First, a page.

But just as he is settling into his new life, the leprechaun shows up, claiming to be from the employment agency. His name is Horace and he is determined to serve Stephen in every way he can (though he doesn’t really know how to mix drinks, but he chauffeurs pretty well). He doesn’t actively sabotage Stephen and his burgeoning romance with Frances. He is really more like Jiminy Cricket; he represents Stephen’s conscious, reminding Stephen of what is really of value in life. Horace is not, however, above a few machinations to ensue that Stephen and Nora meet again in New York.

What I really liked is that it’s not about trading your soul for success; it is a much more personal story. It is about Stephen, who is trading his soul for success. He has definite principles, but somewhat weak character. He badly wants to settle down and live a particular lifestyle and earn good money and is willing to suppress the things he believes in to do it. Horace points out to him that it is important who you serve (Horace is speaking of himself, serving Stephen, but it is a clear metaphor for Stephen working for Auger). The person you serve is who you end up being like, whose principles you end up living by, whose interests and concerns become your interests and concerns.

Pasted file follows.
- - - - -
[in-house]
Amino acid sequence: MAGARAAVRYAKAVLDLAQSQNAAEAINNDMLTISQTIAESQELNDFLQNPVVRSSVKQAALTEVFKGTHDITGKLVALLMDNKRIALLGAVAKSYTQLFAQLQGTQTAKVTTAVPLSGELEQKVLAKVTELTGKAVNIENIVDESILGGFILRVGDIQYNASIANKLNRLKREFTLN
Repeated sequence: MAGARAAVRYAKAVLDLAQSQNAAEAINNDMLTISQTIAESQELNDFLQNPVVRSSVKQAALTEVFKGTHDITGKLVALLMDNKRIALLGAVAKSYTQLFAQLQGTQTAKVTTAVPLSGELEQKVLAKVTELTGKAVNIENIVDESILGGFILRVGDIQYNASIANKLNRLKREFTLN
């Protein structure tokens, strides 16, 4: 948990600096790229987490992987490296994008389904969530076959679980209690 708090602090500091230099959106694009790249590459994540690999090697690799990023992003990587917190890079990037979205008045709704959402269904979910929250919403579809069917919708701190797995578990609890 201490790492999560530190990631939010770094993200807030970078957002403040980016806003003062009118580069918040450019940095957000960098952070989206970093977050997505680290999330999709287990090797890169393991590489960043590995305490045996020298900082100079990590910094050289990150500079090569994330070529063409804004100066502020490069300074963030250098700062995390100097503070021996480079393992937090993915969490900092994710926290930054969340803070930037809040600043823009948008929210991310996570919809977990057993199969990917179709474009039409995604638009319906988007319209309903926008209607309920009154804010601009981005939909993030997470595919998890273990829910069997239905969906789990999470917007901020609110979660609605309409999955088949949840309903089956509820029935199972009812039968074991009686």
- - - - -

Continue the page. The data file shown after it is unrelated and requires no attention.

Tyrone Power and Anne Baxter with an Irish fireman in New York

Tyrone Power and Anne Baxter with an Irish fireman in New York who is a bit jealous

The film also manages to avoid the trap of demonizing Auger and especially Frances (who manages to come across as more than just a heartless schemer). The focus is instead on Stephen and his decisions in life.

Cecil Kellaway is delightful as the irrepressible leprechaun, with a little hop-skip in his walk and an impish twinkle in his eye. I was expecting a slightly more fantasy-ish film, but it’s surprisingly grounded, despite the presence of a leprechaun. The focus is less on any magical things he can do and more on his very presence and his friendship with Stephen. And Tyrone Power is good as the principled, but vacillating Stephen who is confused about what he really wants, but remains likable throughout.

It’s not a screwball comedy, with lots of slapstick (though there are a few falls on Stephen’s well-polished floor). It’s more the incongruity of having a leprechaun in New York that provides the humor. I had no particular expectations for the film, so I was agreeably surprised. It’s a fun and satisfying movie that doesn’t try to be anything more than what it is.

 
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Posted by on May 20, 2015 in Comedy, Fantasy